The municipal bond madness continues for fixed income investors who are flocking to these tax-free debt issues via exchange traded funds (ETFs), according to a Financial Advisor article.
As the article noted, “Spurred by low yields and the threat of higher taxes, money is pouring into tax-free municipal bond ETFs, according to new analysis from CFRA, an independent fund research and rating firm. Tax-free muni ETFs took in $16.4 billion in net inflows through Oct. 7, up from $14.6 billion for the entirety of 2020.”
The trillion dollar infrastructure bill, among other initiatives, could also be driving investors to municipal bonds. As mentioned, investors are prepping for higher tax bills come April.
“Some of the drivers of increased demand include the likelihood of higher taxes under the Biden administration encouraging investors to seek tax-free alternatives, the recovery of many municipalities as local economies strengthened and the need for above-average income given low interest rates,” said Todd Rosenbluth, CFRA head of ETF and fund research.
“We also think investors’ growing comfort in the liquidity of fixed income ETFs has helped municipal bond products gain traction,” Rosenbluth said. “Despite representing 6.8% of the fixed income ETF universe, municipal bond ETFs have gathered 11% share of $154 billion of net inflows for the asset category as of Oct. 7.”
An Invesco Muni ETF to Consider
One ETF to consider is the Invesco National AMT-Free Municipal Bond ETF (PZA), which seeks to track the investment results of the ICE BofAML National Long-Term Core Plus Municipal Securities Index. The fund generally will invest at least 80% of its total assets in the components of the index.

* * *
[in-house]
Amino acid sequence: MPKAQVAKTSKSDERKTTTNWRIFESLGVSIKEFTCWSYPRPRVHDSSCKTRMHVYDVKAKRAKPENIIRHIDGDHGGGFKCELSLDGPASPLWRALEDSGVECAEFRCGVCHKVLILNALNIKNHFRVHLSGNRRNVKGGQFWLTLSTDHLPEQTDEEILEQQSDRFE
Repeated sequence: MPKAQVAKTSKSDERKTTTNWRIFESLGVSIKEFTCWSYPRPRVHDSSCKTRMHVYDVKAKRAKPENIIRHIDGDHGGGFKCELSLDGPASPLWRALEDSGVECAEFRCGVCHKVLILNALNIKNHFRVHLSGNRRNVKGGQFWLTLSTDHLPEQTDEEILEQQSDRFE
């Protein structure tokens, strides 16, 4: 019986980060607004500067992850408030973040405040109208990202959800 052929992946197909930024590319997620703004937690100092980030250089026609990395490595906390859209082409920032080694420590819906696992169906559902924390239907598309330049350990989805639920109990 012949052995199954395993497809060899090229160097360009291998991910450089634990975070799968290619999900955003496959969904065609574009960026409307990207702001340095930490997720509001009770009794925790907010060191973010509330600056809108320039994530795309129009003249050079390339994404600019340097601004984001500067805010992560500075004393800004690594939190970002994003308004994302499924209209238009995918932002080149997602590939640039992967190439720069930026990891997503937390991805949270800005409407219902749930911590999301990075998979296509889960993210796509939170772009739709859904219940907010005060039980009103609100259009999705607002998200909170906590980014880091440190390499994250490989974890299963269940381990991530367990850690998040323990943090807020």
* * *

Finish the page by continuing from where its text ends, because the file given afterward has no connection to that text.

The index is composed of U.S. dollar-denominated, tax-exempt municipal debt publicly issued by U.S. states and territories and their political subdivisions in the U.S. domestic market. PZA’s expense ratio comes in at 0.28%.
“This fund tracks an index of municipal bonds, a slice of the bond market that is highly coveted due to its tax features,” an ETF Database analysis said. “These bonds are generally free from federal taxes and in some cases, state and local income taxes as well making these funds crucial components of portfolios for those in high tax brackets.”
“Muni bonds are used by local entities to pay for a variety of services or to make improvements to infrastructure paying for everything from new sewer systems to school renovations and bridge construction as such, they are relatively low risk instruments,” the analysis added further.
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